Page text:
On December 16, 2014, the United States Patent and Trademark Office (PTO) published new guidelines  for determining patent eligibility under 35 U.S.C. § 101.  These guidelines do not have the force of law, but nevertheless establish the specific procedures that the Examiners apply during examination of patent applications. These guidelines are effective immediately, supersede previous guidelines regarding nature-based products, and supplement previous guidelines regarding abstract ideas. Based on Supreme Court decisions, the new guidelines set forth an analytical framework that is designed to “promote examination efficiency and consistency across all technologies” and is particularly relevant for patents directed to natural products, software, and business methods.
Under U.S. patent law, only new and useful processes, machines, articles of manufacture, and compositions of matter are eligible for patenting. 35 U.S.C. § 101. However, even if a patent claim falls within one of the listed categories, it is not patent eligible if it is directed to a law of nature, natural phenomenon, or abstract idea. The eligibility requirement is in addition to the well-known requirements that an invention be novel and nonobvious to be patentable. See 35 U.S.C. §§ 102-103.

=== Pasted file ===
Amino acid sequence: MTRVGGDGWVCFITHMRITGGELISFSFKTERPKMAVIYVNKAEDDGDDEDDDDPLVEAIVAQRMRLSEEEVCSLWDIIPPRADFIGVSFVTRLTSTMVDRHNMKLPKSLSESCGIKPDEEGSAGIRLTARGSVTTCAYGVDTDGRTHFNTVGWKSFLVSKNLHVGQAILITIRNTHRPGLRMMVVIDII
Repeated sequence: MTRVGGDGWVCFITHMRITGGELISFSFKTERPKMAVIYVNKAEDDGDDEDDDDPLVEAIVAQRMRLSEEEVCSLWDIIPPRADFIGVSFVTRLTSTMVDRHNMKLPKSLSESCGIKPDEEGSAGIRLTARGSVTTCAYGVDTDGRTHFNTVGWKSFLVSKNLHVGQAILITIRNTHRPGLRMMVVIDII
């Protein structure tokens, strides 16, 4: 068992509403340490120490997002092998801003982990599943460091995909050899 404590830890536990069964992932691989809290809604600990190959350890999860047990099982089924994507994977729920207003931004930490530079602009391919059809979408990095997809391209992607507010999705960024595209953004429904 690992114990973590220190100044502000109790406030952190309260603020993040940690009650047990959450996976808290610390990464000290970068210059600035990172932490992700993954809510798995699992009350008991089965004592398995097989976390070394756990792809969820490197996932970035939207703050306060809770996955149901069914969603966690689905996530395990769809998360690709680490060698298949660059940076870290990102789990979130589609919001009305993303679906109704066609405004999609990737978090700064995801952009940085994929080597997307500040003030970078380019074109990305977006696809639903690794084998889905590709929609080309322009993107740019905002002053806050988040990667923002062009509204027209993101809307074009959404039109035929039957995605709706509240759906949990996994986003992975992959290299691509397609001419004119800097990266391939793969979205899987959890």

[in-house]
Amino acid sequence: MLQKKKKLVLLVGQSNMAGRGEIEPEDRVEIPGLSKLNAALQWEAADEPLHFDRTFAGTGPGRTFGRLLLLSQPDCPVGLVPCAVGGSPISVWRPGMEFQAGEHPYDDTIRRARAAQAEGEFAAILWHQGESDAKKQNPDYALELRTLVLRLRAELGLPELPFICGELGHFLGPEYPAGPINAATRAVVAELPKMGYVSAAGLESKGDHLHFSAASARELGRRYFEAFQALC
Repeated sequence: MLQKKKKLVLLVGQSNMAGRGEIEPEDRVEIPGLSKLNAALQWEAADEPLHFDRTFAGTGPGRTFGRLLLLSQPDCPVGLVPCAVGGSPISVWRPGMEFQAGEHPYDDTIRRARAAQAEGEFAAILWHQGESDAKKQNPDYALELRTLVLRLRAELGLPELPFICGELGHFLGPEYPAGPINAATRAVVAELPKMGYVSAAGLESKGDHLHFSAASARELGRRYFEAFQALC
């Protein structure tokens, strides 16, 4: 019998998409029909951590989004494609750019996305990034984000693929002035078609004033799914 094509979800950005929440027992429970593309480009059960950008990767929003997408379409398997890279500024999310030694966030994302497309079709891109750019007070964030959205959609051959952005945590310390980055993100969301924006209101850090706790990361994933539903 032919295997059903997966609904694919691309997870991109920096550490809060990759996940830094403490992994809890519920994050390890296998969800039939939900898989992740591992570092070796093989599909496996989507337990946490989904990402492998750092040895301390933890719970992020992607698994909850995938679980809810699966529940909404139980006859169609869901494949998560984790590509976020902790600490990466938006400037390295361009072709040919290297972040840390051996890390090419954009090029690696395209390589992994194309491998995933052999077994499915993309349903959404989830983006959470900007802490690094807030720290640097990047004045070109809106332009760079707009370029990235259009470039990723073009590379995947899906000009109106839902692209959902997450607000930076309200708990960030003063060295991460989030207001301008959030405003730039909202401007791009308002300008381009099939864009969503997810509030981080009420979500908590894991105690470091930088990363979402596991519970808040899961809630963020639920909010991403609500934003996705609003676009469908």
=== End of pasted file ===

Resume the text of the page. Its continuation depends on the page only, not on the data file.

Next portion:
The Supreme Court has decided several cases recently that help define the scope of these judicially recognized exceptions. In Mayo Collaborative Servs. v. Prometheus Labs., Inc., 566 U.S. __, 132 S.Ct. 1289 (2012), the Supreme Court employed a two-part framework (now referred to as the “Mayo two-part framework”) to determine whether a patent claim is ineligible for falling into one of the exceptions. The first step is to determine whether the claim is directed to one of the exceptions, i.e., a law of nature, natural phenomenon, or an abstract idea. If not (and the claim falls into one of the statutory patent-eligible categories of § 101), the claim is patent eligible. If the claim is directed to one of the judicially recognized exceptions, the second part of the analysis examines whether the claim recites additional elements that amount to “significantly more” than the judicial exception. Using this framework, the Supreme Court concluded that the claimed method at issue in Mayo of assisting doctors who use thiopurine drugs to treat patients with autoimmune diseases was patent ineligible because it was directed toward a natural law. One year later, the Supreme Court similarly concluded that a patent claim directed to isolation of a naturally occurring DNA segment was a patent-ineligible product of nature. See Association for Molecular Pathology v. Myriad Genetics, Inc., 569 U.S. __, 133 S. Ct. 2107 (2013) (the patent also claimed a non-naturally occurring DNA segment, which the Supreme Court found patent eligible).